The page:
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Trader Joes has some pretty good frozen fish. The occasionally have packages of bits and pieces of cod or halibut at a really cheap prices. I use these packs for fish tacos, chowders, and soups. The tuna is good, but I only eat it fully cooked, typically in a sandwich. The only bad thing I can say about Trader Joes fish is the inconsistency in the portion sizes. I recently tried Costco's individually packaged Mahi Mahi and found it to be quite good. When I am back on solids, I plan to give other varieties a try.

Dan


"Salt is born of the purest of parents: the sun and the sea." --Pythagoras.

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I've gotten frozen fish at my Trader Joes and been happy with the tilapia and some of the salmon - I had one pkg of salmon that was very mushy after it was thawed. I got some frozen fish from Wegman's - Mahi and Cod I think - and was very impressed with the quality of both of those.

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I also like Trader Joe's selection of frozen seafood although I have not been as impressed with the tuna there as some of the other fish - salmon & cod in particular have been good.

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My dad lives in Nova Scotia right on a beautiful beach, some of my best memories are of walking down to the point and filling a bucket with fresh mussels. As a result I take my mussels pretty seriously, and am always disappointed by the crap they sell in stores..that is until I had some of these vacuum packed "live" mussels. Not sure how they do it, but apparantly the mussels are live and you aren't suppose to open the package until you're going to eat them. They sure tasted great though.

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just found this online..

"Most live mussels are packed in mesh bags (ranging from 2 lbs to 25 lbs), but recently some processors are packing live mussels in Modified Atmosphere Packaging (MAP), a process that uses a special oxygen/carbon dioxide mix to to extend the shelf-life of live mussels."

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Where do you get these vacuum packed mussels?

I'm hoping these mussels were prepared before packaging for their fast . . .


I like to bake nice things. And then I eat them. Then I can bake some more.

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Sobeys, LobLaws and Costco all use to carry them. I just moved to a small town where my choices are basically Save-On or Safe-way and I haven't seem them here yet.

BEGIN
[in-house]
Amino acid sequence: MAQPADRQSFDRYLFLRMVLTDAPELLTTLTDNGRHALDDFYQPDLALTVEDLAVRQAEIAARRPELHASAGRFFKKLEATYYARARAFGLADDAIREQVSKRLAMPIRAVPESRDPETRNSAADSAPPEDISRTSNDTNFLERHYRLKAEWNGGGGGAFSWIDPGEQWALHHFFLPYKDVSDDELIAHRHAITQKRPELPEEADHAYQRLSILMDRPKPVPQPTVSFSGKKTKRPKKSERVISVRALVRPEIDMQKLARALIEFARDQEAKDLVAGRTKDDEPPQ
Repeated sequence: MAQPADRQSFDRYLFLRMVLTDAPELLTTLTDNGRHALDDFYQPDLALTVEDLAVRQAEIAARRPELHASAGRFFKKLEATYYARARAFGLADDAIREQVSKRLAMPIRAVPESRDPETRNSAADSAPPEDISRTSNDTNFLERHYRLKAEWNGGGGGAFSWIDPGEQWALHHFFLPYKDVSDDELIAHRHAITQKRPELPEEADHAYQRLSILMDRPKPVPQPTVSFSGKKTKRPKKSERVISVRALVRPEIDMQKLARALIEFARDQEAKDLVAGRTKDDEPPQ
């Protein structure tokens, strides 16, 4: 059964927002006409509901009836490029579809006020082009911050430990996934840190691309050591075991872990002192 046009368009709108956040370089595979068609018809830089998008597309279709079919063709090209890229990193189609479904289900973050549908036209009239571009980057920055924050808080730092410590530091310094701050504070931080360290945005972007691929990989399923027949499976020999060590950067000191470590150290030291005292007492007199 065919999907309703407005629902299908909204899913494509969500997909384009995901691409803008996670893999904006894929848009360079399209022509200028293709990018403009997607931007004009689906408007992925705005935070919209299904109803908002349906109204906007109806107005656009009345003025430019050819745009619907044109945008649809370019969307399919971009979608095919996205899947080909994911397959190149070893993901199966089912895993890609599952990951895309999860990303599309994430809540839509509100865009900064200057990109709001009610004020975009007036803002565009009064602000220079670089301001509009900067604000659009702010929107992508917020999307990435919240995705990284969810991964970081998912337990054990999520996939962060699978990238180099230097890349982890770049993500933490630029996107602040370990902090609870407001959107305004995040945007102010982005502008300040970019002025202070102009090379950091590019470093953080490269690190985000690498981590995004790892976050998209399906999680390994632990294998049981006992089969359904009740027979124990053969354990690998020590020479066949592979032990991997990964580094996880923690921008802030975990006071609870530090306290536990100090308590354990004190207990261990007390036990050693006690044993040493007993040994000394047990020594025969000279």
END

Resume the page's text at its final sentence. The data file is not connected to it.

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I can't speak to commercially frozen fish, but I can assure you that line-caught fish frozen in a home freezer are excellent. Most of the fish I eat is frozen, caught by me or recreational fishing friends & relations. It is not flash frozen; it is usually at least a few hours dead by the time it is cleaned. While frozen fish isn't as sublime as perfectly fresh fish, it's way better than the defrosted & sold as fresh stuff. Gratiutous fish pic follows...from a trip where we were catching two at a time on every cast, both fresh & saltwater species side by side. After suffering from BP's little mess all summer, I'm appreciating such fishing trips more than ever.

bass and speck.jpg

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Recently on a consumers tv program there was a story about how much water is incorporated into some frozen fish. They're dipped into a chemical that makes the fish absorb water and then dunked into water and frozen. They said that the fish that were tested contained as much as 50% or more water in some cases.

I'm sure not all frozen fish are like this but it pays to check carefully.

Something doesn't sound right about this... fish is normally well over 50% water; it seems unlikely that they could make it absorb very much more. Cod, for example, is around 80% water, at least according to this web site:

http://www.fao.org/docrep/003/p3407e/P3407E03.HTM

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TJ's is a great place to get quality food period, and the fish is no exception. Like people have been saying most all the fish we get is or has previously been frozen. Frozen is not the key but how it is frozen.

While I've never been fishing myself (though I plan to still) my uncle use put his fish in milk cartons, then fill them with water, and then freeze them. That really seems an ideal way since you wind up with no freezer burn and being in water is natural to them.

I'm always aware when buying scallops to avoid any that have tripolysulphates. I haven't paid attention to that on other types of fish but will certainly start doing so.